Team Up With Your Favorite DC Superheroes in Wii's Batman: The Brave and the Bold

With the release of Christopher Nolan's final film in his Batman trilogy, The Dark Knight Rises, just a few days away, I thought I would take this time to provide a review of something that involves a different kind of Batman--namely, the Batman: The Brave and the Bold video game for the Wii, a game that's based on the animated series of the same name.

I loved Brave and the Bold when it ran on Cartoon Network, so I really enjoyed how the game successfully imitates the look and feel of the show. However, because this game is a two-dimensional side-scrolling platformer, it will most likely disappoint Batman fans who are looking for another gaming experience along the lines of Arkham Asylum and Arkham City. Read on for my complete review.

Brave and the Bold plays like four lost episodes of the TV show. The voice talent, writing, animation style and background music are exactly the same as the cartoon. Each episode involves Batman (voiced by Diedrich Bader) teaming up with another DC superhero, and each episode begins with a mini-adventure before the opening credits roll. The game adds to the team up concept by allowing two players to play cooperatively, and each player can earn points to upgrade the weapons and abilities of his respective character. Bat-Mite (Paul Reubens) appears to offer tips throughout the game and after you complete the four episodes, you'll unlock a bonus level that takes place in Bat-Mite's own Batman-centric, comic-book-shop-like world.

A lot of care went into the making of the game, so it's a few steps above most other franchise tie-in games that are little more than poorly-made merchandising opportunities. Each episode in the game is fun in its own right, and the heroes' witty banter both with the villains and between each other keeps the game's energy going even when the gameplay gets somewhat repetitive. Even though Batman teams up with only four superheroes in the game (Robin, Blue Beetle, Hawkman and Guy Gardner, in that order), the game allows you to briefly call in a third superhero of your own choosing to provide extra support for times when you are ambushed by villains. As DC-based video game titles go, Brave and the Bold includes an impressive selection of DC superheroes and villains.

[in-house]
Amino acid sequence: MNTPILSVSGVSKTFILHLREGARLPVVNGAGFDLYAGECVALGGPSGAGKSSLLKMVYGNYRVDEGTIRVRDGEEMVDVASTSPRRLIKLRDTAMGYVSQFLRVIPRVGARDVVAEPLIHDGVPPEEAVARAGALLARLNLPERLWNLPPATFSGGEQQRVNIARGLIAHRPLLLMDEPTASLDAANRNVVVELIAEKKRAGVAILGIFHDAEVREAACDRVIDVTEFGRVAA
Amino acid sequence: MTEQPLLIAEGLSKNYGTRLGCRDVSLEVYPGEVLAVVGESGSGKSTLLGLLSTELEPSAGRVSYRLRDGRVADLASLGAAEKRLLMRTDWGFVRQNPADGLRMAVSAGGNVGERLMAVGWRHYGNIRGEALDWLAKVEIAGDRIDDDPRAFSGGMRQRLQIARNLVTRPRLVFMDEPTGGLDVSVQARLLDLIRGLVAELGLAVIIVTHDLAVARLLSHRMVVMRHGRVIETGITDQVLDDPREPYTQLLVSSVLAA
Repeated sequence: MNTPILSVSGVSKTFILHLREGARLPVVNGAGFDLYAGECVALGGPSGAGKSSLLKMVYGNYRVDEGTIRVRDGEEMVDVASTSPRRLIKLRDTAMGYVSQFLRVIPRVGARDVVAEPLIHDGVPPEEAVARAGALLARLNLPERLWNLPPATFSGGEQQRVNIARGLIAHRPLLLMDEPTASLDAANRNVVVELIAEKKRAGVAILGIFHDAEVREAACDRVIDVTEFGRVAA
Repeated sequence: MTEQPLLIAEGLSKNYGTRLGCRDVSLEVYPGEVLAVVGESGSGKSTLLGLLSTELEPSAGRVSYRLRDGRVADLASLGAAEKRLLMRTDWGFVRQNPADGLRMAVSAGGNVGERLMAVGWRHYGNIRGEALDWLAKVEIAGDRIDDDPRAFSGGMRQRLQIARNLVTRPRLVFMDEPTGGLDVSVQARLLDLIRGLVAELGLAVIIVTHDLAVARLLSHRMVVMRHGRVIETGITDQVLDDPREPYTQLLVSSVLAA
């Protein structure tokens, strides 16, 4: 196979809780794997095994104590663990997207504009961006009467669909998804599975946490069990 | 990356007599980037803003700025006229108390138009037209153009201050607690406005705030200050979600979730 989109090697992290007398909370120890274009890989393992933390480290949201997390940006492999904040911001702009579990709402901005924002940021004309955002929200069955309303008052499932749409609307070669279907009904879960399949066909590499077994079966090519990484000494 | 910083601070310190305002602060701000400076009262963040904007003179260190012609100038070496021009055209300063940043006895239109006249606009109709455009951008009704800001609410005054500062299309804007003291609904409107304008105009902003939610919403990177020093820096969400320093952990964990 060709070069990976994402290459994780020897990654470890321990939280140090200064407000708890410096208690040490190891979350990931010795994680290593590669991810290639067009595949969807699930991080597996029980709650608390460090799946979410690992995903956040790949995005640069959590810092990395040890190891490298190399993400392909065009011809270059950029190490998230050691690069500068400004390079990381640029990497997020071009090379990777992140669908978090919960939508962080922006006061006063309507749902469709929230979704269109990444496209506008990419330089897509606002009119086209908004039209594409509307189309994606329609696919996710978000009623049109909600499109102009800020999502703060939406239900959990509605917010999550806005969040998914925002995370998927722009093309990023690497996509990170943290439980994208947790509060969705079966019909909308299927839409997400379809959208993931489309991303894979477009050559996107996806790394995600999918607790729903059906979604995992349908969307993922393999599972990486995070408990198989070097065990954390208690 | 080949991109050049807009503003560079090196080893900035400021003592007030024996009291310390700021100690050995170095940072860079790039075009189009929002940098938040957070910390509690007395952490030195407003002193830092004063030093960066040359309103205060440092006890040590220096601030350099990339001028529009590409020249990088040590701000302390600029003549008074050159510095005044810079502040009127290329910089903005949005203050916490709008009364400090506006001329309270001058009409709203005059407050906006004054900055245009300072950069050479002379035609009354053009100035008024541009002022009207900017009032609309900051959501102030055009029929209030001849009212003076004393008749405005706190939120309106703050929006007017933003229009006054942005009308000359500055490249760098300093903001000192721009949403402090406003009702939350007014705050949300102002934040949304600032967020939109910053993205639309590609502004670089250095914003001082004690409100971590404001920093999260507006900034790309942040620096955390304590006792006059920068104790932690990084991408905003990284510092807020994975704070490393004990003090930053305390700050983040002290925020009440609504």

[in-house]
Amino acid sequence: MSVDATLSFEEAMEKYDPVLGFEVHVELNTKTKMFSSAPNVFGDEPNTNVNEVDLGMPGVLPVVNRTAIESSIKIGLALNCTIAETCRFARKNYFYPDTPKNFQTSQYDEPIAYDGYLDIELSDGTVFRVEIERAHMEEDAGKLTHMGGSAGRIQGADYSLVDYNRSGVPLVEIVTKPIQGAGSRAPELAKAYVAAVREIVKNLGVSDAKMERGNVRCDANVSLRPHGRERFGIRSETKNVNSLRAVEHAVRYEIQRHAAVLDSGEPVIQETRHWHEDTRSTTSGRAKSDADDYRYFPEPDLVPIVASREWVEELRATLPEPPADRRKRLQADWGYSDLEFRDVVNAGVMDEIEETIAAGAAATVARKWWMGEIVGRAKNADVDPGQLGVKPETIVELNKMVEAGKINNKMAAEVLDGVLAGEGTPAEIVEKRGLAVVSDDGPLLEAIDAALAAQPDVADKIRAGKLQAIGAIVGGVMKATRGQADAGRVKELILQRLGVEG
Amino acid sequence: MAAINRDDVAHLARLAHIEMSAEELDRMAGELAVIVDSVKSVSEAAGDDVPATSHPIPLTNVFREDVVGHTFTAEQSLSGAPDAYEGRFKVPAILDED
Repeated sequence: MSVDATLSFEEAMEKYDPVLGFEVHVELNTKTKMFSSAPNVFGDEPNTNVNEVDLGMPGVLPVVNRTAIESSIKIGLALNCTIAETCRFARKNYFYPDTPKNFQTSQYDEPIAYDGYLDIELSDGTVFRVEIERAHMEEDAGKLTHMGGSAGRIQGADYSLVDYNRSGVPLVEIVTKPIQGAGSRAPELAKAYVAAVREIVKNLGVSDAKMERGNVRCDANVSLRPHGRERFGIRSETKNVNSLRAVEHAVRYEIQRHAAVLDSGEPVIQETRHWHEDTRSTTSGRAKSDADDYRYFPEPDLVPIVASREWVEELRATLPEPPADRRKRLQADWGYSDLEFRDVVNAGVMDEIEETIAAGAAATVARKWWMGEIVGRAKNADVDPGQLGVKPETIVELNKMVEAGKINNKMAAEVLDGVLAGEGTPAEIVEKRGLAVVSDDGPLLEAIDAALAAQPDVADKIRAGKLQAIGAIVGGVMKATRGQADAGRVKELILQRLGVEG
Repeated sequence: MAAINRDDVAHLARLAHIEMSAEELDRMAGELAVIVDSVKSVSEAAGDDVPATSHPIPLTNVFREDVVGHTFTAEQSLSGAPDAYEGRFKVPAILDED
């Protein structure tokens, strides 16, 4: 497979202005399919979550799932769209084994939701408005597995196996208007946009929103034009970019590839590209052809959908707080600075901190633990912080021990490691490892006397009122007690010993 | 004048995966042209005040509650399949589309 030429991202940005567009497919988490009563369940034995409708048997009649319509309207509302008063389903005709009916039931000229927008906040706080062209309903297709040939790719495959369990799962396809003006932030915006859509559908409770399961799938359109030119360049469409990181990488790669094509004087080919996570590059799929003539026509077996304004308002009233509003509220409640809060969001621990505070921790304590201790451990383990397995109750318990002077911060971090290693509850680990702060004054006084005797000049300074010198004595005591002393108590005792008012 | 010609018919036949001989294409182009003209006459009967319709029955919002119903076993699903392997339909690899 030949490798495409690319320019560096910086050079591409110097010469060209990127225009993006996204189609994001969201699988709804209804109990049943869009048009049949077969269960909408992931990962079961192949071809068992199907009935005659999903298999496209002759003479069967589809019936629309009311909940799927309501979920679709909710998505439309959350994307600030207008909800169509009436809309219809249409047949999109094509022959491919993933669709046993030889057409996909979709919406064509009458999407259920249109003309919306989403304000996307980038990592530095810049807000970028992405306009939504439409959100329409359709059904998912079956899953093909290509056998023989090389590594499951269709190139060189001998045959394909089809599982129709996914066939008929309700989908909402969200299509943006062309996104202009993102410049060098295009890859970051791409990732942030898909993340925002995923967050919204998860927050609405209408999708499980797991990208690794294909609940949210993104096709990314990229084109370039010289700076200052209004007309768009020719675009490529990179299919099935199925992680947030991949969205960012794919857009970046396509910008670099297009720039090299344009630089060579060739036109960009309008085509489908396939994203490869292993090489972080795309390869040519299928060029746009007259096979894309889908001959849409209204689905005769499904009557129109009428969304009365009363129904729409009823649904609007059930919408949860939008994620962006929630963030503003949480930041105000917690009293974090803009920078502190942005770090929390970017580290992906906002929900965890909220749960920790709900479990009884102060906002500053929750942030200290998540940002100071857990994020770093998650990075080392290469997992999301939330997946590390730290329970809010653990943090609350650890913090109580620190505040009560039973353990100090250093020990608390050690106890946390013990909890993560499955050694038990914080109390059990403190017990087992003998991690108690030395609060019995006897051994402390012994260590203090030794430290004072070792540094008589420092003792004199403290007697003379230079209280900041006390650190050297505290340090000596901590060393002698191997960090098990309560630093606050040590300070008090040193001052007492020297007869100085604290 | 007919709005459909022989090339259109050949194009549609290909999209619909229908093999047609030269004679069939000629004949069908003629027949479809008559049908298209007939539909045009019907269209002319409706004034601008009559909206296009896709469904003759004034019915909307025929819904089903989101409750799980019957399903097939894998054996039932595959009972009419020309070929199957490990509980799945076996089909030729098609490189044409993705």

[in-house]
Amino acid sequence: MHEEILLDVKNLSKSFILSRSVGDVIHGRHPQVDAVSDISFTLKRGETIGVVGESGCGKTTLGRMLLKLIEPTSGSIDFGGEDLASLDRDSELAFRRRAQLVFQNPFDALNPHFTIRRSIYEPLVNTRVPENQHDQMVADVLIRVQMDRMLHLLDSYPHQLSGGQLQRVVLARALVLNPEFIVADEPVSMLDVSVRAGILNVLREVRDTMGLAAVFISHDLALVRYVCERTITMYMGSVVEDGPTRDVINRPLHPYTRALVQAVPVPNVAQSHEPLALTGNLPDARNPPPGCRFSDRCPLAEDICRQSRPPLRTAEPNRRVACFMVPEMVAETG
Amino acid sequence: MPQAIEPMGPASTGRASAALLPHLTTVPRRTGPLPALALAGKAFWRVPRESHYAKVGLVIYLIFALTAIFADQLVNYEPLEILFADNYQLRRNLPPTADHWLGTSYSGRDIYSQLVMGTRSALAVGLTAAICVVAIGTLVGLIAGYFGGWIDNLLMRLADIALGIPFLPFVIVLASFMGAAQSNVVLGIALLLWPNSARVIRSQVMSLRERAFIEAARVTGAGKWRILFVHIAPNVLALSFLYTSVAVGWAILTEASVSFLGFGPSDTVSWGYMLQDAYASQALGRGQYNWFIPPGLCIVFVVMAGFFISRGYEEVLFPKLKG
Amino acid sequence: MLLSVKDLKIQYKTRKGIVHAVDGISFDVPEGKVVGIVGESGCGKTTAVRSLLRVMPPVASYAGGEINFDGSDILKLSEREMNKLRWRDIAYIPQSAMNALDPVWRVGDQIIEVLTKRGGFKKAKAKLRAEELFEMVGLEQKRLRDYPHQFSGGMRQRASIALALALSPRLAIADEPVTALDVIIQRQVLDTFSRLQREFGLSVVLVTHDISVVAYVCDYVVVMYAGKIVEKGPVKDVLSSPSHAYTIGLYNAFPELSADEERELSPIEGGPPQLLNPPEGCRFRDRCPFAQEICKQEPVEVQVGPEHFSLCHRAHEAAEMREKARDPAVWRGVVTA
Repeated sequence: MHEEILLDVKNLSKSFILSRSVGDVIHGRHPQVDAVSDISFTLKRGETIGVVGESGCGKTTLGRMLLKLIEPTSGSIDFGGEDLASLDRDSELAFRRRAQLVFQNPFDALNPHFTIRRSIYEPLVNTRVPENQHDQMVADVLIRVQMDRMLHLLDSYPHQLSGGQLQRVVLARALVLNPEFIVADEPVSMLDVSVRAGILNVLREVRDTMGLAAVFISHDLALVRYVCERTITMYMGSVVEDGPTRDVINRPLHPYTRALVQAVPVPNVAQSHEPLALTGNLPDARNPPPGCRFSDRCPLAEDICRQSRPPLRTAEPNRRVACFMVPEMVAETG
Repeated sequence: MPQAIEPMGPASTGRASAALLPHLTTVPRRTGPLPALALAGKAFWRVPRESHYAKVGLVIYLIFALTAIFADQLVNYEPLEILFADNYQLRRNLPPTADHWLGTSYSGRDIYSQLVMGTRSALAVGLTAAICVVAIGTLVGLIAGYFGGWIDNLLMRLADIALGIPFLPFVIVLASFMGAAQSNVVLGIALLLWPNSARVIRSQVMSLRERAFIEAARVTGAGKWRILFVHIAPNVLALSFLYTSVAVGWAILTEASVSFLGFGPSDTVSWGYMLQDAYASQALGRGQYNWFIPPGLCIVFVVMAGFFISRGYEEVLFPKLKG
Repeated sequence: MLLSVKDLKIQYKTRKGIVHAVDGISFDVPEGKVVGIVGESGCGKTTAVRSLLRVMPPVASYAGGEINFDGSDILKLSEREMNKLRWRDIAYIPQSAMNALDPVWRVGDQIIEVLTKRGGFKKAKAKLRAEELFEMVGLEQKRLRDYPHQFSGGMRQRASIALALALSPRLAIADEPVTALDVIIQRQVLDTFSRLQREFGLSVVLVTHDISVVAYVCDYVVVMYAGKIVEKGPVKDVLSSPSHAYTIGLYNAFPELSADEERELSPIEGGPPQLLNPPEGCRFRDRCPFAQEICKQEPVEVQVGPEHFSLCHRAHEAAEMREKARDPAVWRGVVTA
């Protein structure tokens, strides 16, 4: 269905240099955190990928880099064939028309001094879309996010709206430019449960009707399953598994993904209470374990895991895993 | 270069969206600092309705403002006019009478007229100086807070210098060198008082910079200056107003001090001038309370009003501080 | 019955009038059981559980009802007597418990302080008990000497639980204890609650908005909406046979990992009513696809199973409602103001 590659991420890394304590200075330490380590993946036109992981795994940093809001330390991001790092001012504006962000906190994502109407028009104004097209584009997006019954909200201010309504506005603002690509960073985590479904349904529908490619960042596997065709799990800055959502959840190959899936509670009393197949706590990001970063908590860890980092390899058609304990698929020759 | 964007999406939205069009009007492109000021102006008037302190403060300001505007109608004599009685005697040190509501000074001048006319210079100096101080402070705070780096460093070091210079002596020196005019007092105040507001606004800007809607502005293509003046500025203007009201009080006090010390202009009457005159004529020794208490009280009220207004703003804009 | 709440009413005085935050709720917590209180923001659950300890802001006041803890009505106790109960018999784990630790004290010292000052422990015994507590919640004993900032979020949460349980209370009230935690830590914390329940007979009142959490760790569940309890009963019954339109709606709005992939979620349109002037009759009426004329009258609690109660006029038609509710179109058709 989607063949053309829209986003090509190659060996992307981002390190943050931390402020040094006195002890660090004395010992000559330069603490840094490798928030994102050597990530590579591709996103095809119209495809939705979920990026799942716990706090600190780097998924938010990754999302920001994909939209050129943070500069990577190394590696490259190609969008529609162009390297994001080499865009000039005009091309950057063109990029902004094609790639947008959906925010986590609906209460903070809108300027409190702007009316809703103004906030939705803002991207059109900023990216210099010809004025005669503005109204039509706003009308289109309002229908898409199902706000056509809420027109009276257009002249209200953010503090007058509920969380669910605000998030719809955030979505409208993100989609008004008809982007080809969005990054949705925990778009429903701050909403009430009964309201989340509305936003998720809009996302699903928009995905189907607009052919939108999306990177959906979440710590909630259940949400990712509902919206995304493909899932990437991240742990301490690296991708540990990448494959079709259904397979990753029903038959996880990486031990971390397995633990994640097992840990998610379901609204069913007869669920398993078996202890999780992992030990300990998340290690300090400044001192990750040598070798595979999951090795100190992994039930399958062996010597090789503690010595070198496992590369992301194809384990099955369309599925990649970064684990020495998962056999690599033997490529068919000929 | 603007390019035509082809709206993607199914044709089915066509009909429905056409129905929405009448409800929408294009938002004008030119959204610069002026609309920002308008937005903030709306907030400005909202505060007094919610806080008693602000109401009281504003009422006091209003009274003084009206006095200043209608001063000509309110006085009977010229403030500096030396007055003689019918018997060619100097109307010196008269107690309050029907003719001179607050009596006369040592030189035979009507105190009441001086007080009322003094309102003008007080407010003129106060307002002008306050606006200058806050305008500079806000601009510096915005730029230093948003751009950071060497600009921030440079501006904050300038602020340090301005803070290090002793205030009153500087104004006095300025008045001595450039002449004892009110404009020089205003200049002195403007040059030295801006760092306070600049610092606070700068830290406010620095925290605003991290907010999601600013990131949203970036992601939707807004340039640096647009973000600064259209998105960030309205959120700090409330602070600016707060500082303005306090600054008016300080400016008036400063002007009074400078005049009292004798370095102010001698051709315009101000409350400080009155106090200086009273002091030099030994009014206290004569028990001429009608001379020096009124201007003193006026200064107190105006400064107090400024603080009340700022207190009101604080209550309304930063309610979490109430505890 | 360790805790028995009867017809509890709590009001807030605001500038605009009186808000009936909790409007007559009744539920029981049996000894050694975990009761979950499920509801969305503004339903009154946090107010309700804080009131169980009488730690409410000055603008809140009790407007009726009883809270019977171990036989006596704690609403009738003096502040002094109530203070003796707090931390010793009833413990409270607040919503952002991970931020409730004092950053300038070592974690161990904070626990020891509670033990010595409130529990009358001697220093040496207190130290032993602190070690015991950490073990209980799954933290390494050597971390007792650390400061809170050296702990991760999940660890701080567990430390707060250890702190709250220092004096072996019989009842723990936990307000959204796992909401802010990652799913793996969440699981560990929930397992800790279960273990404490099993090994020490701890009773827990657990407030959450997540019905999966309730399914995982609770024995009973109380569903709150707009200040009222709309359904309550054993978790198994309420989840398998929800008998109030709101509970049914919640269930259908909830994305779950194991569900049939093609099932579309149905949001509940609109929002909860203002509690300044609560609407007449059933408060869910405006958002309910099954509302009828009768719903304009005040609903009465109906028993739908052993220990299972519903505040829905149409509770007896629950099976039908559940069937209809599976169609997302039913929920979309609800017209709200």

As far as the episodes go, the most interesting team up happens between Batman and Hawkman (voiced by William Katt, who is best known for his work on The Greatest American Hero TV series). This episode depicts Hawkman as a predecessor to Batman, and much of their conversation articulates how being a superhero has changed from one generation to the next. Since the Brave and the Bold cartoon was produced as a tribute of sorts to the Silver Age of DC Comics, this part of the game is like listening to a conversation between a Silver Age Batman and a Golden Age Hawkman--a real treat for superhero fans who know their comic book history.

Where Brave and the Bold stumbles the hardest is its use of the 2D side-scrolling platform format. While this format allows the game to flawlessly adhere the animation style of the cartoon, it lacks the depth and challenge of its 3D counterparts. As a result, most of the game involves dispatching wave after wave of henchmen, which can get predictable and tedious at times. The 2D format also limits what you can do with some of the playable superhero characters. Batman's gadgets are always fun to use in both 2D and 3D and the game's programmers were able to use the Wiimote to inject some distinct features into Guy Gardner's abilities during the Green Lantern episode. On the other hand, Robin's abilities are almost the same as Batman's and the game's flat style severely curtails the abilities of Blue Beetle and Hawkman, which makes them less interesting as game characters than they should be.

Ultimately, Batman: The Brave and the Bold was designed for fans of all ages of the cartoon and for adult superhero fans who are looking for a game that they can play with their kids--for those two groups, this game is a solid success. Anyone else who is looking for something more than that is strongly encourage to look elsewhere.


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